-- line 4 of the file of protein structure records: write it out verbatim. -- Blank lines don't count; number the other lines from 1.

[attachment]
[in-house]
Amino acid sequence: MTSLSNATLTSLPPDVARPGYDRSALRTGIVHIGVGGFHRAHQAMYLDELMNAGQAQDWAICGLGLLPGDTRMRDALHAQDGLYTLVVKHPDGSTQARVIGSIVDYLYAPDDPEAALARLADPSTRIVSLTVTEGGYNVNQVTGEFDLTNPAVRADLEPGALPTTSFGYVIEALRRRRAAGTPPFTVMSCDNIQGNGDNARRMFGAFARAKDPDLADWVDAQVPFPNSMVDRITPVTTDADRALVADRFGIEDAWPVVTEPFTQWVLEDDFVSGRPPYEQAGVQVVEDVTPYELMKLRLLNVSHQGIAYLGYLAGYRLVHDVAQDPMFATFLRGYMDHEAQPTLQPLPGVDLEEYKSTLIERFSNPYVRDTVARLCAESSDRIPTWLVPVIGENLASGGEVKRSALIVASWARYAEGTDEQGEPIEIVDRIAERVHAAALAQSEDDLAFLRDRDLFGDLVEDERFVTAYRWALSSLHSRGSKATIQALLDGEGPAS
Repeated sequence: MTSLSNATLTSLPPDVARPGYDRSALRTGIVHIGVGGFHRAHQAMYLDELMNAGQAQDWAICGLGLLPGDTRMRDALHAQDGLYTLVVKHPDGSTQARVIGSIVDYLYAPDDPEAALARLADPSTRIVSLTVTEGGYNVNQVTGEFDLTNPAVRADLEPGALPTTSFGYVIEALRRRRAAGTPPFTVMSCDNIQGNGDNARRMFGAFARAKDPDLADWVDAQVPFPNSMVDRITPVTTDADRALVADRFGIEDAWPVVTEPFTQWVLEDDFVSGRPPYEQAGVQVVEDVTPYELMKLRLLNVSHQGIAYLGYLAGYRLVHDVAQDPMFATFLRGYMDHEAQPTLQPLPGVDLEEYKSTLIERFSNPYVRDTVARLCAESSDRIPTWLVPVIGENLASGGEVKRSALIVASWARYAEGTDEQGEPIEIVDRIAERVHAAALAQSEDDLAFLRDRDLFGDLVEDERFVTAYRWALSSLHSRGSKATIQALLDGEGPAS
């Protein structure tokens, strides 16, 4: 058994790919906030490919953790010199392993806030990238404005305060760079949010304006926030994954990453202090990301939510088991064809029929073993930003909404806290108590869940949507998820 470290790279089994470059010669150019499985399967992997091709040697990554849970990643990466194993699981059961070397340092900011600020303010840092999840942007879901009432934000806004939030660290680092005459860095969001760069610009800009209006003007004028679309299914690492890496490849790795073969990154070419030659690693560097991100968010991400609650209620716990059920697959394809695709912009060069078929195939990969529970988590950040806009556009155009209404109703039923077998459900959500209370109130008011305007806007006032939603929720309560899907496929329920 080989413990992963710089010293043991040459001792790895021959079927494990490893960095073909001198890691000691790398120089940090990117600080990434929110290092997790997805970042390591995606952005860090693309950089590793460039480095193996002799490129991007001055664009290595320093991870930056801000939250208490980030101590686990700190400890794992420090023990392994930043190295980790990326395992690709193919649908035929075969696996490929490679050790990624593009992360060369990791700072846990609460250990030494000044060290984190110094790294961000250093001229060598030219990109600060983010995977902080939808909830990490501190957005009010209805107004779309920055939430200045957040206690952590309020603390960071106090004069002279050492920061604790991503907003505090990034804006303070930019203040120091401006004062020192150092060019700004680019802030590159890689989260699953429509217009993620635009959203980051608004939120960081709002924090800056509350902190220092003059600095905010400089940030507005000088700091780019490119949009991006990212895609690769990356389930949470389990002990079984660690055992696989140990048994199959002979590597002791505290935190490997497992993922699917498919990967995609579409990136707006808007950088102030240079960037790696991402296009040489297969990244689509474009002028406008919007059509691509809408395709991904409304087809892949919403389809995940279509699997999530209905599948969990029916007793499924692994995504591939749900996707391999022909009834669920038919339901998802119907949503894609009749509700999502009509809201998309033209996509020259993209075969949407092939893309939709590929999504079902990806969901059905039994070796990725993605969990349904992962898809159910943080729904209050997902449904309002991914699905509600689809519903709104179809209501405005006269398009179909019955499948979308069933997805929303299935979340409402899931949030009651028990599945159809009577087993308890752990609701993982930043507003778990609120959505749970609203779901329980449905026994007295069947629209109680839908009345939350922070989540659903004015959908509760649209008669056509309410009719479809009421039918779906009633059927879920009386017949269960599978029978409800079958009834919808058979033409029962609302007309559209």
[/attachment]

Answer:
């Protein structure tokens, strides 16, 4: 058994790919906030490919953790010199392993806030990238404005305060760079949010304006926030994954990453202090990301939510088991064809029929073993930003909404806290108590869940949507998820 470290790279089994470059010669150019499985399967992997091709040697990554849970990643990466194993699981059961070397340092900011600020303010840092999840942007879901009432934000806004939030660290680092005459860095969001760069610009800009209006003007004028679309299914690492890496490849790795073969990154070419030659690693560097991100968010991400609650209620716990059920697959394809695709912009060069078929195939990969529970988590950040806009556009155009209404109703039923077998459900959500209370109130008011305007806007006032939603929720309560899907496929329920 080989413990992963710089010293043991040459001792790895021959079927494990490893960095073909001198890691000691790398120089940090990117600080990434929110290092997790997805970042390591995606952005860090693309950089590793460039480095193996002799490129991007001055664009290595320093991870930056801000939250208490980030101590686990700190400890794992420090023990392994930043190295980790990326395992690709193919649908035929075969696996490929490679050790990624593009992360060369990791700072846990609460250990030494000044060290984190110094790294961000250093001229060598030219990109600060983010995977902080939808909830990490501190957005009010209805107004779309920055939430200045957040206690952590309020603390960071106090004069002279050492920061604790991503907003505090990034804006303070930019203040120091401006004062020192150092060019700004680019802030590159890689989260699953429509217009993620635009959203980051608004939120960081709002924090800056509350902190220092003059600095905010400089940030507005000088700091780019490119949009991006990212895609690769990356389930949470389990002990079984660690055992696989140990048994199959002979590597002791505290935190490997497992993922699917498919990967995609579409990136707006808007950088102030240079960037790696991402296009040489297969990244689509474009002028406008919007059509691509809408395709991904409304087809892949919403389809995940279509699997999530209905599948969990029916007793499924692994995504591939749900996707391999022909009834669920038919339901998802119907949503894609009749509700999502009509809201998309033209996509020259993209075969949407092939893309939709590929999504079902990806969901059905039994070796990725993605969990349904992962898809159910943080729904209050997902449904309002991914699905509600689809519903709104179809209501405005006269398009179909019955499948979308069933997805929303299935979340409402899931949030009651028990599945159809009577087993308890752990609701993982930043507003778990609120959505749970609203779901329980449905026994007295069947629209109680839908009345939350922070989540659903004015959908509760649209008669056509309410009719479809009421039918779906009633059927879920009386017949269960599978029978409800079958009834919808058979033409029962609302007309559209």